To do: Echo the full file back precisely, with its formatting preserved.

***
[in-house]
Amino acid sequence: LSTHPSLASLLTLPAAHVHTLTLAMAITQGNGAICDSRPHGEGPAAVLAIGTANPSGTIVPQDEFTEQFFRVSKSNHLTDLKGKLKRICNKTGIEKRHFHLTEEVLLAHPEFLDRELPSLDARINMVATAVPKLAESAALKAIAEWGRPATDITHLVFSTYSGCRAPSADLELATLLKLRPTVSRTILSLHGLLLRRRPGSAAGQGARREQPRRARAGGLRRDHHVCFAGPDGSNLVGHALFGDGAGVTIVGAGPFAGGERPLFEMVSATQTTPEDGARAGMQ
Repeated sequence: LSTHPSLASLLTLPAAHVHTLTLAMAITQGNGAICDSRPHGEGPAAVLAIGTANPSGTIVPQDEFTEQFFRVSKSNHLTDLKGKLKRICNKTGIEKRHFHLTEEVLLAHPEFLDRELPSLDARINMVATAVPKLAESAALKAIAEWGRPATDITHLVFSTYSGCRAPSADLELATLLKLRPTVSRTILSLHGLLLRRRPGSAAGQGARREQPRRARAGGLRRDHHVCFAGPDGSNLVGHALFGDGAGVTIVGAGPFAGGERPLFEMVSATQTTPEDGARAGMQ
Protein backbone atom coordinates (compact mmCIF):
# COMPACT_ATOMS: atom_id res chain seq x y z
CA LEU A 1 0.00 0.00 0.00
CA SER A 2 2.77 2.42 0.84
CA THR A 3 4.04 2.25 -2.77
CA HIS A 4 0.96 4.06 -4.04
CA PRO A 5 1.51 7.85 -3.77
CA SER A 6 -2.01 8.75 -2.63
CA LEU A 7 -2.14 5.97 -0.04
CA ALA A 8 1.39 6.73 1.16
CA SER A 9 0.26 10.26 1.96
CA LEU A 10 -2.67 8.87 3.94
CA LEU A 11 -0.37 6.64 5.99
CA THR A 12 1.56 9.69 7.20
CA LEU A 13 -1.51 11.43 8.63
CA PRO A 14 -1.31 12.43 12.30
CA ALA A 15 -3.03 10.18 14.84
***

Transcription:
[in-house]
Amino acid sequence: LSTHPSLASLLTLPAAHVHTLTLAMAITQGNGAICDSRPHGEGPAAVLAIGTANPSGTIVPQDEFTEQFFRVSKSNHLTDLKGKLKRICNKTGIEKRHFHLTEEVLLAHPEFLDRELPSLDARINMVATAVPKLAESAALKAIAEWGRPATDITHLVFSTYSGCRAPSADLELATLLKLRPTVSRTILSLHGLLLRRRPGSAAGQGARREQPRRARAGGLRRDHHVCFAGPDGSNLVGHALFGDGAGVTIVGAGPFAGGERPLFEMVSATQTTPEDGARAGMQ
Repeated sequence: LSTHPSLASLLTLPAAHVHTLTLAMAITQGNGAICDSRPHGEGPAAVLAIGTANPSGTIVPQDEFTEQFFRVSKSNHLTDLKGKLKRICNKTGIEKRHFHLTEEVLLAHPEFLDRELPSLDARINMVATAVPKLAESAALKAIAEWGRPATDITHLVFSTYSGCRAPSADLELATLLKLRPTVSRTILSLHGLLLRRRPGSAAGQGARREQPRRARAGGLRRDHHVCFAGPDGSNLVGHALFGDGAGVTIVGAGPFAGGERPLFEMVSATQTTPEDGARAGMQ
Protein backbone atom coordinates (compact mmCIF):
# COMPACT_ATOMS: atom_id res chain seq x y z
CA LEU A 1 0.00 0.00 0.00
CA SER A 2 2.77 2.42 0.84
CA THR A 3 4.04 2.25 -2.77
CA HIS A 4 0.96 4.06 -4.04
CA PRO A 5 1.51 7.85 -3.77
CA SER A 6 -2.01 8.75 -2.63
CA LEU A 7 -2.14 5.97 -0.04
CA ALA A 8 1.39 6.73 1.16
CA SER A 9 0.26 10.26 1.96
CA LEU A 10 -2.67 8.87 3.94
CA LEU A 11 -0.37 6.64 5.99
CA THR A 12 1.56 9.69 7.20
CA LEU A 13 -1.51 11.43 8.63
CA PRO A 14 -1.31 12.43 12.30
CA ALA A 15 -3.03 10.18 14.84